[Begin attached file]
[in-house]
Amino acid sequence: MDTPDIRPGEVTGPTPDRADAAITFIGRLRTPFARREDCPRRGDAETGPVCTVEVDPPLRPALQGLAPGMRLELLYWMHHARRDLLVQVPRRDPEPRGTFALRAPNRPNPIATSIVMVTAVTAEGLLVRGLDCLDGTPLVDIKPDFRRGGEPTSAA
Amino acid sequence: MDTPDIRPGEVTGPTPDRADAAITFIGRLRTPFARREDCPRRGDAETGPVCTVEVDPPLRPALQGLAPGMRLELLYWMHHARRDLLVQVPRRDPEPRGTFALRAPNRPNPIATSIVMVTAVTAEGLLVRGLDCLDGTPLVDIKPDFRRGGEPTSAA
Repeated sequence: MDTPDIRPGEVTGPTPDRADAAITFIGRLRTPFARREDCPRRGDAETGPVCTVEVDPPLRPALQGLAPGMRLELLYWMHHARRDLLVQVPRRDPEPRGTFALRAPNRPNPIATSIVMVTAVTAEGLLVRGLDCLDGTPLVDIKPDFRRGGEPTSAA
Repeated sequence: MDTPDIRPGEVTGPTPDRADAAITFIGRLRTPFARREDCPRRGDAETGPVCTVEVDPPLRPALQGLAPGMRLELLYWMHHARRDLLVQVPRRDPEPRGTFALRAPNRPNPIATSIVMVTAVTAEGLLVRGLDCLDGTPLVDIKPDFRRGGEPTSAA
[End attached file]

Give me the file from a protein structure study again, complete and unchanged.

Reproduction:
[in-house]
Amino acid sequence: MDTPDIRPGEVTGPTPDRADAAITFIGRLRTPFARREDCPRRGDAETGPVCTVEVDPPLRPALQGLAPGMRLELLYWMHHARRDLLVQVPRRDPEPRGTFALRAPNRPNPIATSIVMVTAVTAEGLLVRGLDCLDGTPLVDIKPDFRRGGEPTSAA
Amino acid sequence: MDTPDIRPGEVTGPTPDRADAAITFIGRLRTPFARREDCPRRGDAETGPVCTVEVDPPLRPALQGLAPGMRLELLYWMHHARRDLLVQVPRRDPEPRGTFALRAPNRPNPIATSIVMVTAVTAEGLLVRGLDCLDGTPLVDIKPDFRRGGEPTSAA
Repeated sequence: MDTPDIRPGEVTGPTPDRADAAITFIGRLRTPFARREDCPRRGDAETGPVCTVEVDPPLRPALQGLAPGMRLELLYWMHHARRDLLVQVPRRDPEPRGTFALRAPNRPNPIATSIVMVTAVTAEGLLVRGLDCLDGTPLVDIKPDFRRGGEPTSAA
Repeated sequence: MDTPDIRPGEVTGPTPDRADAAITFIGRLRTPFARREDCPRRGDAETGPVCTVEVDPPLRPALQGLAPGMRLELLYWMHHARRDLLVQVPRRDPEPRGTFALRAPNRPNPIATSIVMVTAVTAEGLLVRGLDCLDGTPLVDIKPDFRRGGEPTSAA